I am trying to find the information about the operating systems that are run in all of the Chandrayaan - 2 vehicles, the orbiter, lander and Rover. Are these just firmwares? Or how are different processes controlled? (Talking from the systems software side)

Also, it seemed that there was a communication problem. As far as I gather from the internet and some papers published, the connection from the Rover is made through Indian Deep Space Network (IDSN). It is done by the Rover connecting to the Lander and then Lander connecting to the Orbiter, and finally to India. But there is very little information about the software side of the network communication. How does the network stack look like?

  • 1
    $\begingroup$ Great question. And welcome to space! $\endgroup$ – William R. Ebenezer Sep 7 at 17:13
  • $\begingroup$ Awesome question, can anyone please suggest kind of universal framework too which is always used as a base code for such operations? For example, I believe that all space probe or orbiter who are going to last should be reprogrammable so there must be a common stack or implementation for that. The same with the auto sleep-re-wake cycle for all systems. $\endgroup$ – Talk is Cheap Show me Code Sep 9 at 5:35

For the embedded software, likely Ada

An ISRO scientist working out of the Atmospheric and Oceanic Sciences group gave some insight that his part of ISRO mostly works with FORTRAN, MATLAB and Python - but that ISRO doesn't really have a standard language for its projects. It's a big agency with a lot of facilities involved in many different projects.

Separately a ISRO software engineer during a Reddit AMA gave some more insight into the kind of systems they work with (though probably for classification reasons the details are sparse). Unsurprisingly, the satellites are programmed with Ada. I don't think it's a stretch to imagine every other embedded system in this mission was programmed with Ada as well. Ada is a good choice for mission critical systems where failure is expensive or dangerous.

I was able to find out that the landing sequence was autonomous, once it reached close proximity to its intended landing location, and that this algorithm is one of the engineering marvels developed natively for this project.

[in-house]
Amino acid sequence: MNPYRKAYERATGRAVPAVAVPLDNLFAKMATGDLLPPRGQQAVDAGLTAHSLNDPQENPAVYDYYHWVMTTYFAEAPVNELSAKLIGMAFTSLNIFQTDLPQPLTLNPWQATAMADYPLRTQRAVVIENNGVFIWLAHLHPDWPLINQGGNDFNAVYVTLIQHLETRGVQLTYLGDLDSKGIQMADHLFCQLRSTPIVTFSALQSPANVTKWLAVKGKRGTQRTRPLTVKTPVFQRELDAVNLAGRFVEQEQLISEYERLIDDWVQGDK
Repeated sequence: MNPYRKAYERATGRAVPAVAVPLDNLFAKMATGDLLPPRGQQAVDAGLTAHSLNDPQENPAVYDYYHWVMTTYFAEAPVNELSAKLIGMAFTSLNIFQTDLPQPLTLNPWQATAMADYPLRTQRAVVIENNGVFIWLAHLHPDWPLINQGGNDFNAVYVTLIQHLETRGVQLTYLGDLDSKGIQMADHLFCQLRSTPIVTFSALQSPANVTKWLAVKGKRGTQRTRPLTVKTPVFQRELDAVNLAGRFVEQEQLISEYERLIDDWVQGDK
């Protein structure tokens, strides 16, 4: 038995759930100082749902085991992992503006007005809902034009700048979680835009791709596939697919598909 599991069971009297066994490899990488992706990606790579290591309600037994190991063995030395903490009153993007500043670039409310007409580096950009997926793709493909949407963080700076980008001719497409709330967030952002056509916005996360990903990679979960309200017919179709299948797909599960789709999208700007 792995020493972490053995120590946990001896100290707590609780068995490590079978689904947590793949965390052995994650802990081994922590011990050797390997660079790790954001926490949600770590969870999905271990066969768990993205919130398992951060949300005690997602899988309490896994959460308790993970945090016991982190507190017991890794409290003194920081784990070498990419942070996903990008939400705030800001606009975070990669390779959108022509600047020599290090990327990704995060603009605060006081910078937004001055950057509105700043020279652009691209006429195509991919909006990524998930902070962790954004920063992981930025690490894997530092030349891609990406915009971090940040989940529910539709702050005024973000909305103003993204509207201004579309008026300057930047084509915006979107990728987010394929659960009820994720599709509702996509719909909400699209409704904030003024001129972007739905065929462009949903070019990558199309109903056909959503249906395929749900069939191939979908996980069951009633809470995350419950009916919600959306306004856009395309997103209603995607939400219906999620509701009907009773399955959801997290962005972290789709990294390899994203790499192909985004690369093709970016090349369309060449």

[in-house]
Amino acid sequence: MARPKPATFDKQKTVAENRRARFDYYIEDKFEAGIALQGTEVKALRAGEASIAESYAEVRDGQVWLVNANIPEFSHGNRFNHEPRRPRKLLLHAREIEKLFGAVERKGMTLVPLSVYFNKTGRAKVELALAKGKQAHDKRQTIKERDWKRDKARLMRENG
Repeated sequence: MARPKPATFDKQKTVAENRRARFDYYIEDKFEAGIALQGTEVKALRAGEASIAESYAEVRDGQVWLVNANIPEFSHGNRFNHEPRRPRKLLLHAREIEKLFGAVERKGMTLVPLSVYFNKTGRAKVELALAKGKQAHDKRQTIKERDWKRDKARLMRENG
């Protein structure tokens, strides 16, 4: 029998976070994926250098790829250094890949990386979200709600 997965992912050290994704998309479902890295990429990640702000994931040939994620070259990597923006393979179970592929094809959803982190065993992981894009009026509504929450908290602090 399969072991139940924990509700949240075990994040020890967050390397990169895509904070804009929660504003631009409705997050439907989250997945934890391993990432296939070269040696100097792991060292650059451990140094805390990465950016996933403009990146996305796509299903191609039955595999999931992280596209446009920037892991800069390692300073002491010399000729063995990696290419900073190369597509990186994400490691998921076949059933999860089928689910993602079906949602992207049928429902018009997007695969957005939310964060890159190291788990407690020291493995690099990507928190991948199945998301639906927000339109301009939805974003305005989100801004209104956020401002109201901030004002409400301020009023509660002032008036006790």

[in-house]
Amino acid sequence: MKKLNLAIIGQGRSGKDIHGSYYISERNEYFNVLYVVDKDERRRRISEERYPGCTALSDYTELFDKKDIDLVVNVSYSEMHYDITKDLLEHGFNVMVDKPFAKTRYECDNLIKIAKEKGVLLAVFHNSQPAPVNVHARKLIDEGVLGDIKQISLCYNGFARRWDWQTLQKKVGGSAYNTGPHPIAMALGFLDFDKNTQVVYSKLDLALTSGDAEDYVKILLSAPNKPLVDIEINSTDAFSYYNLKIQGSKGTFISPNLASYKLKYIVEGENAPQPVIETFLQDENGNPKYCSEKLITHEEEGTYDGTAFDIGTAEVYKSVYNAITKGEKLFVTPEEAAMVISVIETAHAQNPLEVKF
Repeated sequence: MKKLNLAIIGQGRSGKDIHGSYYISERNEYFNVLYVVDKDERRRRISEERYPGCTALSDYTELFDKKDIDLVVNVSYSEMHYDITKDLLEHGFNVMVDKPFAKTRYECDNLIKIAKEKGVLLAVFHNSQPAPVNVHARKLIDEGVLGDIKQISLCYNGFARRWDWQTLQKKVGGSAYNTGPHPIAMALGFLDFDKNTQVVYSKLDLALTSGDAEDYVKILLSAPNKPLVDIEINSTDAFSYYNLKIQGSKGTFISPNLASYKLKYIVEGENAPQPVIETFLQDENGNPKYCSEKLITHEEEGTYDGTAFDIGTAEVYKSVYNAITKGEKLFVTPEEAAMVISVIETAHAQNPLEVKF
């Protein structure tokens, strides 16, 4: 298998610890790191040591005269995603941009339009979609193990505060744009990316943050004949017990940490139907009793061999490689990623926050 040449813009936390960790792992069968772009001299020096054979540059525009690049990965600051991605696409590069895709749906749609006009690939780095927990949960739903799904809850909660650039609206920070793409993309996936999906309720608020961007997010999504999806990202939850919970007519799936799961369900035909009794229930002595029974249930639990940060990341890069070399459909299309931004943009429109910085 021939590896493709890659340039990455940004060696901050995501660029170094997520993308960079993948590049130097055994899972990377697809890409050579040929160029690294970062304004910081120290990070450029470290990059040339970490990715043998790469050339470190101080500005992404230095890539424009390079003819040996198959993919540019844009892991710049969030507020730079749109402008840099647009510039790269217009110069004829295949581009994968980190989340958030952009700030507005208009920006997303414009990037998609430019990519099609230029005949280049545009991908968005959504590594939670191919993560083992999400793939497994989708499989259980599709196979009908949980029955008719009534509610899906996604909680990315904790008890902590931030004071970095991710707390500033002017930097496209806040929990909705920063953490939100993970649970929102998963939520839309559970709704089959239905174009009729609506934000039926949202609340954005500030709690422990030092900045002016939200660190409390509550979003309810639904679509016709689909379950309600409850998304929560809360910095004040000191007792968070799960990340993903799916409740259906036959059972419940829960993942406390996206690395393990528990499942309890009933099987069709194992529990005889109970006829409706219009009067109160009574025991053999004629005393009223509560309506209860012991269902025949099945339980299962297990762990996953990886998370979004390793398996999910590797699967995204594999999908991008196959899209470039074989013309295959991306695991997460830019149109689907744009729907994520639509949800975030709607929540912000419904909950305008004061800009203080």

As for the IDSN,

We know some details at least of the physical layer of this network. The heart of this system is an impressive 32m antenna operating in X and S band, with a 20kW amplifier. An auxiliary German produced 18m antenna compliments it. This is a world class system able to discriminate weak signals even at 400,000k.

enter image description here

  • $\begingroup$ Ada? Wow, the 80s called, they want their wonder language back. $\endgroup$ – Organic Marble Sep 9 at 12:07
  • 1
    $\begingroup$ Keep in mind the processing power of those systems is limited. Ada is very hard to break, it's also seen a few patches since the 80's. Boeing's 777 fly-by-wire system runs on it. $\endgroup$ – Adam Coville Sep 9 at 12:17
  • 1
    $\begingroup$ I was a software engineer in the aerospace industry during the Ada Mandate. $\endgroup$ – Organic Marble Sep 9 at 12:21
  • 1
    $\begingroup$ You're way ahead of me then. I just compiled a hello world with GNAT this afternoon $\endgroup$ – Adam Coville Sep 9 at 12:22
  • 1
    $\begingroup$ We do use Ada, but mostly it is just because of a good compiler. We are only and only worried about assembly and produced binary. It is just a bare board program without any operating system. $\endgroup$ – Prakhar Sep 10 at 6:17

Your Answer

By clicking “Post Your Answer”, you agree to our terms of service, privacy policy and cookie policy

Not the answer you're looking for? Browse other questions tagged or ask your own question.